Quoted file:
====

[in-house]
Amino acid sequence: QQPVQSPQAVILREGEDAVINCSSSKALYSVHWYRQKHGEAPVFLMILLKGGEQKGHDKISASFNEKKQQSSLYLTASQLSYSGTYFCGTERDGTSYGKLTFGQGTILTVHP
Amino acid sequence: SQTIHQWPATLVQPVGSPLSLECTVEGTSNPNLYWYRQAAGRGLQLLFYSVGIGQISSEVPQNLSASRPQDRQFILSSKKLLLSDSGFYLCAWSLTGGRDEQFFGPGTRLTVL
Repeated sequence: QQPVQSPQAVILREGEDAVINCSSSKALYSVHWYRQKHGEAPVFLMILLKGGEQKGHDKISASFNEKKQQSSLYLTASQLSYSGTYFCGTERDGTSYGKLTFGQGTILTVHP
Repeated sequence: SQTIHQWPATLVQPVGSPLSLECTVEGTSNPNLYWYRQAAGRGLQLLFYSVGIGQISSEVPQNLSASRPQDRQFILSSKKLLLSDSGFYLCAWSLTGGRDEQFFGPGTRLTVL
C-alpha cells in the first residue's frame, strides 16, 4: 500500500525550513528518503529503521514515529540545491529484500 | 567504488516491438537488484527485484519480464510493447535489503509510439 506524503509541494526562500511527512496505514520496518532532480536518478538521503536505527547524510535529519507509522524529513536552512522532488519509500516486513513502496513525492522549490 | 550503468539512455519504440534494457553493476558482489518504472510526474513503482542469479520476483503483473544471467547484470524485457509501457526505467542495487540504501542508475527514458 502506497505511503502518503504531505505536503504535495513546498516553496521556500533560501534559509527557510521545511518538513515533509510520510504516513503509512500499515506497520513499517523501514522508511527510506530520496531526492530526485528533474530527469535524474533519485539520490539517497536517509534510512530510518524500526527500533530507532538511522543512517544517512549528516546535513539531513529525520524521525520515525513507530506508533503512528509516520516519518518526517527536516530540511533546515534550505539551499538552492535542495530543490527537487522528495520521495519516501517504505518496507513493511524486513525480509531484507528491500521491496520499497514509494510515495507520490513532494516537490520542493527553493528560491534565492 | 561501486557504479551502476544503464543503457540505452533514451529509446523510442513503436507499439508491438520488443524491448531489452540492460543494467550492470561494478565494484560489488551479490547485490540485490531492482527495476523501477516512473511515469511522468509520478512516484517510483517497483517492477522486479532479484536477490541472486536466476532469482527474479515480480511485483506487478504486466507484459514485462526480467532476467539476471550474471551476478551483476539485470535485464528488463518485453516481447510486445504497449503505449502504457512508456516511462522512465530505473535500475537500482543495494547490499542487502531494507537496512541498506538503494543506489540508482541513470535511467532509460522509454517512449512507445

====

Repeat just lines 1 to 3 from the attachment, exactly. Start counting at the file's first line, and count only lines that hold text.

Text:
[in-house]
Amino acid sequence: QQPVQSPQAVILREGEDAVINCSSSKALYSVHWYRQKHGEAPVFLMILLKGGEQKGHDKISASFNEKKQQSSLYLTASQLSYSGTYFCGTERDGTSYGKLTFGQGTILTVHP
Amino acid sequence: SQTIHQWPATLVQPVGSPLSLECTVEGTSNPNLYWYRQAAGRGLQLLFYSVGIGQISSEVPQNLSASRPQDRQFILSSKKLLLSDSGFYLCAWSLTGGRDEQFFGPGTRLTVL